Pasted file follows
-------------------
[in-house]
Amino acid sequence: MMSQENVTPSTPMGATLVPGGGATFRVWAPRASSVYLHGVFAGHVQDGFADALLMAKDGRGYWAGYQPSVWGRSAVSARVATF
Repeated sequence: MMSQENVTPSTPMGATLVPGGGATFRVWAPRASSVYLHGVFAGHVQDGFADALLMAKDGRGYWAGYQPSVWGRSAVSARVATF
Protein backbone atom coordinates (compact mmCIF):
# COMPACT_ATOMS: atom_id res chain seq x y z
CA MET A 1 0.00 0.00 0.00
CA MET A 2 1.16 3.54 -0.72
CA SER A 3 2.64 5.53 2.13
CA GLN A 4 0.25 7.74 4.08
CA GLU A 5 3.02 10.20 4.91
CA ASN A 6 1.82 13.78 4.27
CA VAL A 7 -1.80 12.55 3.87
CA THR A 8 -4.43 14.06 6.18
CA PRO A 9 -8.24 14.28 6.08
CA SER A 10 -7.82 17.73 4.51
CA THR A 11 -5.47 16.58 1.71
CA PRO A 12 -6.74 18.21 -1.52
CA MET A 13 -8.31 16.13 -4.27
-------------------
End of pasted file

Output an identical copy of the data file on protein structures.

[in-house]
Amino acid sequence: MMSQENVTPSTPMGATLVPGGGATFRVWAPRASSVYLHGVFAGHVQDGFADALLMAKDGRGYWAGYQPSVWGRSAVSARVATF
Repeated sequence: MMSQENVTPSTPMGATLVPGGGATFRVWAPRASSVYLHGVFAGHVQDGFADALLMAKDGRGYWAGYQPSVWGRSAVSARVATF
Protein backbone atom coordinates (compact mmCIF):
# COMPACT_ATOMS: atom_id res chain seq x y z
CA MET A 1 0.00 0.00 0.00
CA MET A 2 1.16 3.54 -0.72
CA SER A 3 2.64 5.53 2.13
CA GLN A 4 0.25 7.74 4.08
CA GLU A 5 3.02 10.20 4.91
CA ASN A 6 1.82 13.78 4.27
CA VAL A 7 -1.80 12.55 3.87
CA THR A 8 -4.43 14.06 6.18
CA PRO A 9 -8.24 14.28 6.08
CA SER A 10 -7.82 17.73 4.51
CA THR A 11 -5.47 16.58 1.71
CA PRO A 12 -6.74 18.21 -1.52
CA MET A 13 -8.31 16.13 -4.27